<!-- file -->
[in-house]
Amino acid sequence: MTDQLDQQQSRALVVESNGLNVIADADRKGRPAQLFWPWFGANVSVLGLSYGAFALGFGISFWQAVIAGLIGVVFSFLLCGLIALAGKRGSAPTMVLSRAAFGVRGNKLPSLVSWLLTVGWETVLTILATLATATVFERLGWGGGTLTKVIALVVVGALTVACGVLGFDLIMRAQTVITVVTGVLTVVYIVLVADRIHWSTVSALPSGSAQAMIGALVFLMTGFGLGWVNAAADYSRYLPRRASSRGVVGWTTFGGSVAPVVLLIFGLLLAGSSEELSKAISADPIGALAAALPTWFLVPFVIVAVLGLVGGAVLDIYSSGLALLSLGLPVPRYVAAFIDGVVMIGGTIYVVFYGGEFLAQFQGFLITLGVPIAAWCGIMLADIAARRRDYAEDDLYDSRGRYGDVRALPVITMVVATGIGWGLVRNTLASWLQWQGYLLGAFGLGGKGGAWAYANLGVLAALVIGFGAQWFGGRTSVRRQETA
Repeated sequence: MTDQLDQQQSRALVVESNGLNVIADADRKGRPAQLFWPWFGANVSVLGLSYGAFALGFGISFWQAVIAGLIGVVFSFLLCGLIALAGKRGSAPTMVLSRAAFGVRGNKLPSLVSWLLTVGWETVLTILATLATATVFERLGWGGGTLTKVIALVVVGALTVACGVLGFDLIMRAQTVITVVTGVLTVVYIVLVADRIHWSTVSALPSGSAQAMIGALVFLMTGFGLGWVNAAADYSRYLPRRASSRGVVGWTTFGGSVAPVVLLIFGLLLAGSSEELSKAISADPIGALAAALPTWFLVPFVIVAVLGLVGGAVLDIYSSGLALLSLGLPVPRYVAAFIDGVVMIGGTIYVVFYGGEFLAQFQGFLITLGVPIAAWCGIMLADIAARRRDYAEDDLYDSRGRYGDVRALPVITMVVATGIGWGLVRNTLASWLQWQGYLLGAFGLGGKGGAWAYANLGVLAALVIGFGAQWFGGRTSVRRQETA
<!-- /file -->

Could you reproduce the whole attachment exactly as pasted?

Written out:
[in-house]
Amino acid sequence: MTDQLDQQQSRALVVESNGLNVIADADRKGRPAQLFWPWFGANVSVLGLSYGAFALGFGISFWQAVIAGLIGVVFSFLLCGLIALAGKRGSAPTMVLSRAAFGVRGNKLPSLVSWLLTVGWETVLTILATLATATVFERLGWGGGTLTKVIALVVVGALTVACGVLGFDLIMRAQTVITVVTGVLTVVYIVLVADRIHWSTVSALPSGSAQAMIGALVFLMTGFGLGWVNAAADYSRYLPRRASSRGVVGWTTFGGSVAPVVLLIFGLLLAGSSEELSKAISADPIGALAAALPTWFLVPFVIVAVLGLVGGAVLDIYSSGLALLSLGLPVPRYVAAFIDGVVMIGGTIYVVFYGGEFLAQFQGFLITLGVPIAAWCGIMLADIAARRRDYAEDDLYDSRGRYGDVRALPVITMVVATGIGWGLVRNTLASWLQWQGYLLGAFGLGGKGGAWAYANLGVLAALVIGFGAQWFGGRTSVRRQETA
Repeated sequence: MTDQLDQQQSRALVVESNGLNVIADADRKGRPAQLFWPWFGANVSVLGLSYGAFALGFGISFWQAVIAGLIGVVFSFLLCGLIALAGKRGSAPTMVLSRAAFGVRGNKLPSLVSWLLTVGWETVLTILATLATATVFERLGWGGGTLTKVIALVVVGALTVACGVLGFDLIMRAQTVITVVTGVLTVVYIVLVADRIHWSTVSALPSGSAQAMIGALVFLMTGFGLGWVNAAADYSRYLPRRASSRGVVGWTTFGGSVAPVVLLIFGLLLAGSSEELSKAISADPIGALAAALPTWFLVPFVIVAVLGLVGGAVLDIYSSGLALLSLGLPVPRYVAAFIDGVVMIGGTIYVVFYGGEFLAQFQGFLITLGVPIAAWCGIMLADIAARRRDYAEDDLYDSRGRYGDVRALPVITMVVATGIGWGLVRNTLASWLQWQGYLLGAFGLGGKGGAWAYANLGVLAALVIGFGAQWFGGRTSVRRQETA